The House and Senate often work on the same issue simultaneously by introducing companion bills in each chamber. 5 of Fattah’s bills and resolutions had a companion bill in the Senate. Working with a sponsor in the other chamber makes a bill more likely to be passed by both the House and Senate.

Those bills were: H.Res. 666: Supporting the goals and ideals ...; H.Res. 771: Recognizing the 100-year anniversary of ...; H.R. 1340: Urban Jobs Act of 2013; H.R. 2155: American Dream Accounts Act of ...; H.R. 5158: Record Expungement Designed to Enhance ...

Compare to all Pennsylvania Delegation (83rd percentile); Serving 10+ Years (82nd percentile); House Democrats (85th percentile); Safe House Seats (88th percentile); All Representatives (87th percentile).

Companion bills are those that are identified as “identical” by Congress’s Congressional Research Service.


 

Introduced the 54th most bills compared to All Representatives (tied with 8 others)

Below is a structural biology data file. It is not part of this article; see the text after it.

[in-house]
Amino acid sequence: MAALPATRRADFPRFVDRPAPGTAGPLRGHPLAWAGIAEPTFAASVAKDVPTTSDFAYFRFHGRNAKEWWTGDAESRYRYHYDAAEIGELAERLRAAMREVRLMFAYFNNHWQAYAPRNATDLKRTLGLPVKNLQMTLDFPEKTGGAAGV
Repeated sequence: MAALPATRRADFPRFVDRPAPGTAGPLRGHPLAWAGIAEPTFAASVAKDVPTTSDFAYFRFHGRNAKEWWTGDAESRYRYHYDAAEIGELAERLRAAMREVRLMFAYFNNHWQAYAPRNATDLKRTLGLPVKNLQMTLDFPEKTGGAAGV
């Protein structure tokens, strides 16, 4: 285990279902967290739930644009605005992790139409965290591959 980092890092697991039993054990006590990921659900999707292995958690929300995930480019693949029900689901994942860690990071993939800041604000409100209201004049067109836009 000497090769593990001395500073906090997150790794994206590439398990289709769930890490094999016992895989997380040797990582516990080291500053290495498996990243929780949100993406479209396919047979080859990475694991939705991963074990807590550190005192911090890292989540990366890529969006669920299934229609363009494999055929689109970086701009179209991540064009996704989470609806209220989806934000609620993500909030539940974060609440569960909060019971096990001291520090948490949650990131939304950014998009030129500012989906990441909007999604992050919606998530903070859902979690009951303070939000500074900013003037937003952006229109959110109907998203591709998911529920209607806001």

Fattah introduced 26 bills and resolutions in the 113th Congress. View Bills »

Compare to all Pennsylvania Delegation (83rd percentile); Serving 10+ Years (79th percentile); House Democrats (85th percentile); Safe House Seats (85th percentile); All Representatives (86th percentile).


 

Laws Enacted

Fattah introduced 1 bill that became law in the 113th Congress. Keep in mind that it takes a law to repeal a law. Very few bills ever become law. View Enacted Bills »

Those bills were: H.R. 4838: To redesignate the railroad station ...

Compare to all Pennsylvania Delegation (67th percentile); Serving 10+ Years (63rd percentile); House Democrats (72nd percentile); Safe House Seats (65th percentile); All Representatives (65th percentile).

A bill or joint resolution is considered enacted if it or an exactly identical bill to it is enacted as law. We only consider bills that the legislator was the primary sponsor of. While a legislator may lay claim to authoring other bills that became law, such as through incorporation into larger bills, these cases are difficult for us to track quantitatively.


 

Bills Out of Committee

Most bills and resolutions languish in committee without any action. Fattah introduced 0 bills in the 113th Congress that got past committee and to the floor for consideration.